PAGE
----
The timeframe for social media/blog postings at 2-5 working days is equivalent to @2000-@5000 .beat in internet time; which is like an eternity in cyberverse.

Especially to the 140 characters waiting to exhale online.

We’ve also learned that the drafted new rules will propose to ditch the saving grace of 3 FAM 4170, the section that we’ve come to call the PVB clause since we believed this is the section that gave ammunition to Peter Van Buren in his public battle with State Department management.

3 FAM 4172.1-7 Use or Publication of Materials Prepared in an Employee’s Private Capacity That Have Been Submitted for Review

An employee may use, issue, or publish materials on matters of official concern that have been submitted for review, and for which the presumption of private capacity has not been overcome, upon expiration of the designated period of comment and review regardless of the final content of such materials so long as they do not contain information that is classified or otherwise exempt from disclosure as described in 3 FAM 4172.1-6(A).

Unless some reasonable higher up with powerful fingers undo the [CTRLl]+[DELETE], the section above will go away for good. You can check with your AFSA rep on this but our understanding is that this is part of those things that are apparently “non-negotiable.”

While the principal goal of the review process is reportedly to ensure that “no protected information is disclosed” (note that it’s no longer protection of classified information or personally identifiable information), the review process other goal apparently is to evaluate the potential that the employee activity could “hurt” or “damage the Department.”

We don’t know if a list of what is considered “protected information” will be made available with the new rules. The current rules are clearer – protection of classified info and PII although in practice, this can also get muddy fuzzy.  The draft new rules can potentially cover even unclassified agency information if they are considered “protected.”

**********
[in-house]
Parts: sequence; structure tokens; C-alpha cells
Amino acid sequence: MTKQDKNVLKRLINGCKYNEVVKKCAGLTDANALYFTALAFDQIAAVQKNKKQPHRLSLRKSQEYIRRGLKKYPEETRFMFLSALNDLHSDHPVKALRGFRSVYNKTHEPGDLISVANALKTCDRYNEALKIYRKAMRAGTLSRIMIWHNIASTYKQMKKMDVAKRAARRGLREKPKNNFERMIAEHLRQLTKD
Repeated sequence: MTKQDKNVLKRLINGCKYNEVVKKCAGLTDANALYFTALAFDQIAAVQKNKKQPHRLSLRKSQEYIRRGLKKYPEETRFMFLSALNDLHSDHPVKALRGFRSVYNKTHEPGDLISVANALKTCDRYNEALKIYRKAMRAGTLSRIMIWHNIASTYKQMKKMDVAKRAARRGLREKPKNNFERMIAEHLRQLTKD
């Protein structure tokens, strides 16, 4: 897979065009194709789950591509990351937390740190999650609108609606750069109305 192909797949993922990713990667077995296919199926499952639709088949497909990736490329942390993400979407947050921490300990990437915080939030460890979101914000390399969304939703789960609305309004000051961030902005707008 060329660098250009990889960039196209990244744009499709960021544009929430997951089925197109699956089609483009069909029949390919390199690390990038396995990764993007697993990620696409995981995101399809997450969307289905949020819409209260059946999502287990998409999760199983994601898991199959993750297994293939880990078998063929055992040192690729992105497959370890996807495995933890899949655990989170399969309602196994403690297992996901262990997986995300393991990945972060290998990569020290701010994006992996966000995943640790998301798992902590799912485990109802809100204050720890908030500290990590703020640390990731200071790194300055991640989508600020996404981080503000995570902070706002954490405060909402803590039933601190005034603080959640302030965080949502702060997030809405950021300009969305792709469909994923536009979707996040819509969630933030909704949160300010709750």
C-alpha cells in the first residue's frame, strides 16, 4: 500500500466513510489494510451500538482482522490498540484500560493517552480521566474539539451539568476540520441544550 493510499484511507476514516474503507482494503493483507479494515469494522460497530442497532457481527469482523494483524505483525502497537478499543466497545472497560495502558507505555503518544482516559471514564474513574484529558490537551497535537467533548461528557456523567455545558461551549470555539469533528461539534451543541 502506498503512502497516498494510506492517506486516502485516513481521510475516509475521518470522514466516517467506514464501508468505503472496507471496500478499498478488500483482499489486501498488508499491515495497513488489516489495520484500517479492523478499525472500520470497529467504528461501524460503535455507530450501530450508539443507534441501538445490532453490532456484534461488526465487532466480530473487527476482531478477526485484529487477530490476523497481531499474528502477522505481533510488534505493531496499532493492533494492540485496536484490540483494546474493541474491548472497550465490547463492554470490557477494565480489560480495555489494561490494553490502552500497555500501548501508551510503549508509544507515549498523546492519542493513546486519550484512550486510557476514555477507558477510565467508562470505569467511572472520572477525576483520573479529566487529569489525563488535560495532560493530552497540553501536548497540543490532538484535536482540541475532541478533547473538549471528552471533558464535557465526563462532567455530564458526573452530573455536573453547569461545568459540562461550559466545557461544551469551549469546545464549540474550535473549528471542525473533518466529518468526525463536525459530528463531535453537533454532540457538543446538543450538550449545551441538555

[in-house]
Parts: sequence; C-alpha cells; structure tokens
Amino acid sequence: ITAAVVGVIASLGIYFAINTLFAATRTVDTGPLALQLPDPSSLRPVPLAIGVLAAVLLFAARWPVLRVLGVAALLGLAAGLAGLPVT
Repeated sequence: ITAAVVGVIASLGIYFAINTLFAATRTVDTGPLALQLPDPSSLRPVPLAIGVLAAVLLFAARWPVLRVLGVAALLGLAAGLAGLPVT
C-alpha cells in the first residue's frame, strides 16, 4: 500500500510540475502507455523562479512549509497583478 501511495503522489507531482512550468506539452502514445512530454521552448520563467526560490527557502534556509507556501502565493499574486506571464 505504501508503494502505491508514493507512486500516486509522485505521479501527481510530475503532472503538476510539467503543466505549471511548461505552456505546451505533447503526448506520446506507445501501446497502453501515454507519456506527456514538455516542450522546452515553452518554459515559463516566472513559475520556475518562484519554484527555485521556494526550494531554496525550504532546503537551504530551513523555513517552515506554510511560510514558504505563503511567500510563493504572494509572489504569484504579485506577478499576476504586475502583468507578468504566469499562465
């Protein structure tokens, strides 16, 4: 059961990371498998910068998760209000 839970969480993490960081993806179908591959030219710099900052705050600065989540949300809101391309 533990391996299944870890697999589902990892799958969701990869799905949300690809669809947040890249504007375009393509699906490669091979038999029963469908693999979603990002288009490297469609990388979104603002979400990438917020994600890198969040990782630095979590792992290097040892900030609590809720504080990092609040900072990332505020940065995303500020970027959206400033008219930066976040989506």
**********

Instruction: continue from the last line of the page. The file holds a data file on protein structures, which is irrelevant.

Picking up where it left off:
It’ll be interesting to see what the final new rules look like. And how many additional State Department troops will be made available just for clearing blogposts and tweets.

And this you gotta ask — are media savvy clearance-bots and automated clearance machines (ACMs) in your future?

Update @12/7:

Alec Ross over on Twitter tells us that his team is involved in drafting/approving. “Not even close to what has been blogged.” 

Teh-heh! Plenty draft versions are there?  But the good news is this:

@AlecJRoss: @Diplopundit Suffice to say, I would not be okay with a 2 day clearance process per tweet.

You folks may just have found your top hat with powerful fingers. @AlecJRoss – you need to keep 3 FAM 4172.1-7 in the regs.  My! We are Twitter chatty today!

domani spero sig



Former Ambassador Matt Bryza: Fears and Frustrations on Embassy Security

Matt Bryza served as U.S. ambassador to Azerbaijan from 2011-12 and as a deputy assistant secretary of state from 2005-09. He is now director of the International Centre for Defence Studies in Tallinn, Estonia and resides in Istanbul. Below is an excerpt from his December 3 op-ed in the Wall Street Journal: